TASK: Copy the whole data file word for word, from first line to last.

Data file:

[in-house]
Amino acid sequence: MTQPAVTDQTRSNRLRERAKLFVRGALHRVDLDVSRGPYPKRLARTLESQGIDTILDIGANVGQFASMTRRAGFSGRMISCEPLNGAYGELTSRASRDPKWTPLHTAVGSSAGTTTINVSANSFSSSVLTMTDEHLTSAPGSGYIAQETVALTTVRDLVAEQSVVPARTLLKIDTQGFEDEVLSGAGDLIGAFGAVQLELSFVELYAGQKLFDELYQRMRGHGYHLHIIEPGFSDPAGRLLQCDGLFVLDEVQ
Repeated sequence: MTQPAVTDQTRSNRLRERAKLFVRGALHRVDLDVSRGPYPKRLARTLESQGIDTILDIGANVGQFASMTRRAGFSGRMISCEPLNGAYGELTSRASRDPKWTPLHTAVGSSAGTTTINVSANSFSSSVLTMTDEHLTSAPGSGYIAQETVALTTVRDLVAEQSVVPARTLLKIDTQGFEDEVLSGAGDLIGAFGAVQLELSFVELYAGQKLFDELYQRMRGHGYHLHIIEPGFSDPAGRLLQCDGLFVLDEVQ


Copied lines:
[in-house]
Amino acid sequence: MTQPAVTDQTRSNRLRERAKLFVRGALHRVDLDVSRGPYPKRLARTLESQGIDTILDIGANVGQFASMTRRAGFSGRMISCEPLNGAYGELTSRASRDPKWTPLHTAVGSSAGTTTINVSANSFSSSVLTMTDEHLTSAPGSGYIAQETVALTTVRDLVAEQSVVPARTLLKIDTQGFEDEVLSGAGDLIGAFGAVQLELSFVELYAGQKLFDELYQRMRGHGYHLHIIEPGFSDPAGRLLQCDGLFVLDEVQ
Repeated sequence: MTQPAVTDQTRSNRLRERAKLFVRGALHRVDLDVSRGPYPKRLARTLESQGIDTILDIGANVGQFASMTRRAGFSGRMISCEPLNGAYGELTSRASRDPKWTPLHTAVGSSAGTTTINVSANSFSSSVLTMTDEHLTSAPGSGYIAQETVALTTVRDLVAEQSVVPARTLLKIDTQGFEDEVLSGAGDLIGAFGAVQLELSFVELYAGQKLFDELYQRMRGHGYHLHIIEPGFSDPAGRLLQCDGLFVLDEVQ